Edited by Michael Szenberg and Lall Ramrattan
Chapter 7: Sex and the Ivy League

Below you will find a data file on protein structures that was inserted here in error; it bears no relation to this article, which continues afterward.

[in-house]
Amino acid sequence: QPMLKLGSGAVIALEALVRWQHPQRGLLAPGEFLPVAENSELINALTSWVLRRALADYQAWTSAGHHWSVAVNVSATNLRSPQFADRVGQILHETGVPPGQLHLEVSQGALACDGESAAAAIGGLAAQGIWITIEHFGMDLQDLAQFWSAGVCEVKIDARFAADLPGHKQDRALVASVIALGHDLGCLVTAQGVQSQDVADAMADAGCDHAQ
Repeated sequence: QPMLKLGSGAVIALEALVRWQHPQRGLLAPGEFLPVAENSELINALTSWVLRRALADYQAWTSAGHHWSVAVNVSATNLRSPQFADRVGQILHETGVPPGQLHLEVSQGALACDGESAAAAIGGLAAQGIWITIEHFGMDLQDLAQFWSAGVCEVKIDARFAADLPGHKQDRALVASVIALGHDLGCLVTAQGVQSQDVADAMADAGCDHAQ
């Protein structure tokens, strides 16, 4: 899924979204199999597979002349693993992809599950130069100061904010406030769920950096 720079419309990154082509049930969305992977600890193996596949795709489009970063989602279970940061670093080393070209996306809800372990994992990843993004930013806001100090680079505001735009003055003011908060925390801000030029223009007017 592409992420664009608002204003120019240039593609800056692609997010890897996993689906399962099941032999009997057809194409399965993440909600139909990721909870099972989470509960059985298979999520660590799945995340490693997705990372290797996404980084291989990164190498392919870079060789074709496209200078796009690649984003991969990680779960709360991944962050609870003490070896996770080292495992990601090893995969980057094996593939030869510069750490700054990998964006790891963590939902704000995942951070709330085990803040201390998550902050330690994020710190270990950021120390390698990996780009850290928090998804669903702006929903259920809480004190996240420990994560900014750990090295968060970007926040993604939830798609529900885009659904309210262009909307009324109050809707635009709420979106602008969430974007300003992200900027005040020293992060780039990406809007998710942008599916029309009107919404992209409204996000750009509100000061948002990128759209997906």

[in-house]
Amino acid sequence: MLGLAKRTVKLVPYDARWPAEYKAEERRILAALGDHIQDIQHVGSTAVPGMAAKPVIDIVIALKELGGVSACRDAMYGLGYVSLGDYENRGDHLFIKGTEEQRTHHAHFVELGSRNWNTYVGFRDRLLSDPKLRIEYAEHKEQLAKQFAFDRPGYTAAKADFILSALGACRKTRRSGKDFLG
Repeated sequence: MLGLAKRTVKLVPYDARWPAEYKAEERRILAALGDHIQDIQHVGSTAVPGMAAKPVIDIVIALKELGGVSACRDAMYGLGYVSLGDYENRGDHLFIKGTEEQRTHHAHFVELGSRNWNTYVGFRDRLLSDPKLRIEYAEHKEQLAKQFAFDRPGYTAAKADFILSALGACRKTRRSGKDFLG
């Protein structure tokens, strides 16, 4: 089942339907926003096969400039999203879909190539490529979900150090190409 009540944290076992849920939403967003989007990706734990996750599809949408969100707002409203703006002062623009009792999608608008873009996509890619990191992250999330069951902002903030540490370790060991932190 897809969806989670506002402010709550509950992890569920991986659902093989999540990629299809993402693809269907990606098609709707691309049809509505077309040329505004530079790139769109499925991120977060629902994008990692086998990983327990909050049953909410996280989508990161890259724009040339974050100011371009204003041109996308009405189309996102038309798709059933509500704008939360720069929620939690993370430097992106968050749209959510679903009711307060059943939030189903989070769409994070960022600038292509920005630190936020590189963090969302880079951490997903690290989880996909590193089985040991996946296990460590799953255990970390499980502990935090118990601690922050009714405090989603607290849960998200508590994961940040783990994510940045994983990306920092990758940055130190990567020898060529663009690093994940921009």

Graciela Chichilnisky* Life is strange. Since childhood I have followed a peaceful and enjoyable inner path, which later developed into a matching professional and family life. I felt in harmony with my goals, and able to achieve what is important. Playing ‘tomboy’, I was attracted to masculine arenas and accomplishments, and never thought of myself as a woman. I always enjoyed good challenges, which to me are the spice of life. Yet somewhere along this path I met uncontrollable external forces, full of sound and fury, and had to experience first-hand the stormy transition of women’s roles at the turn of the twenty-first century. I joined Columbia University in 1977. For me, Columbia has become a challenge to meet, and the road to merge my internal and external lives: my personal values with my public life. TWO REFLECTIONS My first reflection from my professional experience in academia is that for a woman to survive and to thrive she must learn to turn negative responses into positive resources. This is a perverse reversal of the Pavlovian response. I call this, for short, ‘turning dung into fertilizer.’ I truly believe it is one of the most important elements for women’s success and happiness. It is a wonderful recipe for dealing with the ‘glass ceiling,’ a well-known and somewhat cruel situation where the more you succeed, the more you get punished. Think of it this way – energy is energy, and simply changing the sign of the response one receives from negative to...
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